WASHINGTON – Attorneys for former vice presidential aide I. Lewis “Scooter” Libby won’t know the specifics of former White House press secretary Ari Fleischer’s unusual immunity-from-prosecution deal when Fleischer testifies against their client Monday.
A federal judge ruled that Fleischer’s agreement with prosecutors is not relevant to Libby’s perjury and obstruction defense. Libby’s attorneys believed Fleischer promised specific testimony against Libby in exchange for immunity — a deal they wanted to use to question Fleischer’s credibility.
Prosecutors normally require an informal account of what a witness will say before agreeing to grant immunity. Special Prosecutor Patrick Fitzgerald said that he reluctantly gave Fleischer immunity without knowing specifics and believing only that the former top White House spokesman could help the investigation into who leaked a CIA’s operative’s name.
Fitzgerald gave U.S. District Judge Reggie Walton a summary of his conversations with Fleischer’s attorneys and Walton agreed that it didn’t need to be disclosed to Libby’s attorneys.
Fleischer was to begin his testimony later Monday after Vice President Dick Cheney’s former spokeswoman, Cathie Martin, leaves the stand.
Fleischer, who was the chief White House spokesman for the first 2 1/2 years of
President Bush’s first term, will be a key witness against Libby. Libby is accused of lying to investigators about his conversations with reporters regarding outed CIA operative Valerie Plame, the wife of a prominent Bush administration critic.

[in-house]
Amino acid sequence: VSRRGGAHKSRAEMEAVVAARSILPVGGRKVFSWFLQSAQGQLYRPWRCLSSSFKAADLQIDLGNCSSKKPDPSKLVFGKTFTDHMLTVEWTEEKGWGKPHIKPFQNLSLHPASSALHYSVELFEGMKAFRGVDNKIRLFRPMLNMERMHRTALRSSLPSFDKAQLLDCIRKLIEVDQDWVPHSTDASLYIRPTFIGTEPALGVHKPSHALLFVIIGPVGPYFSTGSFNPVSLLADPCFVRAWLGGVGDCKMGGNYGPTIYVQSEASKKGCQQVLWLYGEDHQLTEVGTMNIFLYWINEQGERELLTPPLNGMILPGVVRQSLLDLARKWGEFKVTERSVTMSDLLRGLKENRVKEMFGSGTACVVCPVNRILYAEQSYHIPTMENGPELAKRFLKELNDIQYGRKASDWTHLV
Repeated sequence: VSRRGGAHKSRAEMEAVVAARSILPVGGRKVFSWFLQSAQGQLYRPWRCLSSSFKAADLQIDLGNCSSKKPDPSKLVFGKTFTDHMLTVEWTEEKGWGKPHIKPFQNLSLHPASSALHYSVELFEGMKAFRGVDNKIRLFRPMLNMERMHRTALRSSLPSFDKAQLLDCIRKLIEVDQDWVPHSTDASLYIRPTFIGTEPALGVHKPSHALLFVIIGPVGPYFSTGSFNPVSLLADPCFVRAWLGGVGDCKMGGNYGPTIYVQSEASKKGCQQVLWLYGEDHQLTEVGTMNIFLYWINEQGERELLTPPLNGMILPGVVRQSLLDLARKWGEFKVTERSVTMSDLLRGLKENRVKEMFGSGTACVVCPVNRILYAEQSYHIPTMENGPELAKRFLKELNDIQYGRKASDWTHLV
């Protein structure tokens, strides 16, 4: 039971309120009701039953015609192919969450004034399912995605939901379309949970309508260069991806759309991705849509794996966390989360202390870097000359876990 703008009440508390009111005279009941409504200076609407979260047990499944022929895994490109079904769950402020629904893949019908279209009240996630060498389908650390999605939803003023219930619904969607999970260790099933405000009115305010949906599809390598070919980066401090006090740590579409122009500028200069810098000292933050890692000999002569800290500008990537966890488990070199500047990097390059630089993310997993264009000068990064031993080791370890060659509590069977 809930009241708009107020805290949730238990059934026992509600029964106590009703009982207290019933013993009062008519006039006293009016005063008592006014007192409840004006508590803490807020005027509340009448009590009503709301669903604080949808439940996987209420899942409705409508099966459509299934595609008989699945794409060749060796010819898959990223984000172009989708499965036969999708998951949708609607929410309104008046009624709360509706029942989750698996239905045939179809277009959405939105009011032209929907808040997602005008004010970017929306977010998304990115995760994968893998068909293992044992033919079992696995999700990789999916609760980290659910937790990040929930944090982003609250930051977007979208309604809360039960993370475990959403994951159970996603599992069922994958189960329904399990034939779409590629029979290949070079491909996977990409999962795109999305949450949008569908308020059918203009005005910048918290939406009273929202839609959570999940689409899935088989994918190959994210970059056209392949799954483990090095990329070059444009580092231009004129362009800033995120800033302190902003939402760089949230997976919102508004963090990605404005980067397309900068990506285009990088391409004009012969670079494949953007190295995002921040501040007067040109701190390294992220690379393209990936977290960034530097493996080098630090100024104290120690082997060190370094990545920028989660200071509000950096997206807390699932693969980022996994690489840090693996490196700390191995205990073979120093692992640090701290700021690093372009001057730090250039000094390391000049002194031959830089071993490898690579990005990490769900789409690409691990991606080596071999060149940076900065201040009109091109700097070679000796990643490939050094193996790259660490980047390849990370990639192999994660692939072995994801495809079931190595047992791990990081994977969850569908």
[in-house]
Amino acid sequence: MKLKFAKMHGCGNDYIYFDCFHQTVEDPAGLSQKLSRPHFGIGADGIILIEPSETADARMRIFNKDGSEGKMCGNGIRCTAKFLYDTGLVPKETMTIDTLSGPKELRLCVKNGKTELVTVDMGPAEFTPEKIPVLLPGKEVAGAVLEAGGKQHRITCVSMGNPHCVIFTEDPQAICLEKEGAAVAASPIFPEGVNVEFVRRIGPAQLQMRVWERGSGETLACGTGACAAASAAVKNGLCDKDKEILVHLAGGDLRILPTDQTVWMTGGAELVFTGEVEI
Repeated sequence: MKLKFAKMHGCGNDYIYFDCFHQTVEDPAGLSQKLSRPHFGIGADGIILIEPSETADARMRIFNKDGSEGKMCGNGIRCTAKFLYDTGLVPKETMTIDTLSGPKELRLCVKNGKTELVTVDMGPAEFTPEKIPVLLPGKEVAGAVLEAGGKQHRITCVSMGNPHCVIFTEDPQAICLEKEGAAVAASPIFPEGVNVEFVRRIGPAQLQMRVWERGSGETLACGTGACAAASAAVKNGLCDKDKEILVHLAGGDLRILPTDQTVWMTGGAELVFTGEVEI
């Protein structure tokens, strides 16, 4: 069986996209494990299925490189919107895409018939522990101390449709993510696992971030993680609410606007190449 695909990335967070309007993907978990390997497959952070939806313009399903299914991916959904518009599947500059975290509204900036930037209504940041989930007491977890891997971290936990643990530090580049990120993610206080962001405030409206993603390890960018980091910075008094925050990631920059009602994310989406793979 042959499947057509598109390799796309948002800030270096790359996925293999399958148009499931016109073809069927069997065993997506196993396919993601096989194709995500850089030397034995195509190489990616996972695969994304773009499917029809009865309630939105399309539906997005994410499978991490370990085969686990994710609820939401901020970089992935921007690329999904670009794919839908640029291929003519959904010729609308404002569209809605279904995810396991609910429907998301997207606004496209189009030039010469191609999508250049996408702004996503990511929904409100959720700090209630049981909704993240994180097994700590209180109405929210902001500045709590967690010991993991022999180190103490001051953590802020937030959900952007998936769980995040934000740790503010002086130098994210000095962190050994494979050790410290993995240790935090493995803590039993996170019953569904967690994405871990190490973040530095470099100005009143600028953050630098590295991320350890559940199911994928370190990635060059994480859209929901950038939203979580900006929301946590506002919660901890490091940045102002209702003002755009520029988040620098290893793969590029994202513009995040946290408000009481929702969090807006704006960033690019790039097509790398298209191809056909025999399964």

Libby says he was surprised to learn from NBC News reporter Tim Russert that Plame worked at the CIA. Anything he later told reporters about Plame was simply a repetition of what he learned from Russert, Libby said.
Fitzgerald’s first witnesses were government employees who testified that they told Libby about Plame days before the Russert conversation. Fleischer is expected to testify that Libby then relayed that information to him, also before Libby and Russert spoke.
As Fitzgerald said in his opening statement: “You can’t learn something on Thursday that you’re giving out on Monday.”
Fleischer acknowledged being one of the sources for the leaks Fitzgerald was investigating and defense attorneys want to cast him as an opportunist who cannot be trusted.
Prosecutors will counter that Fleischer sought immunity because he feared he did something wrong by talking to reporters about Plame. If they can hint that Libby felt the same way, it would suggest a possible motive for him to lie to investigators.
Nobody was ever charged with leaking Plame’s identity. Libby is the only person charged in the case.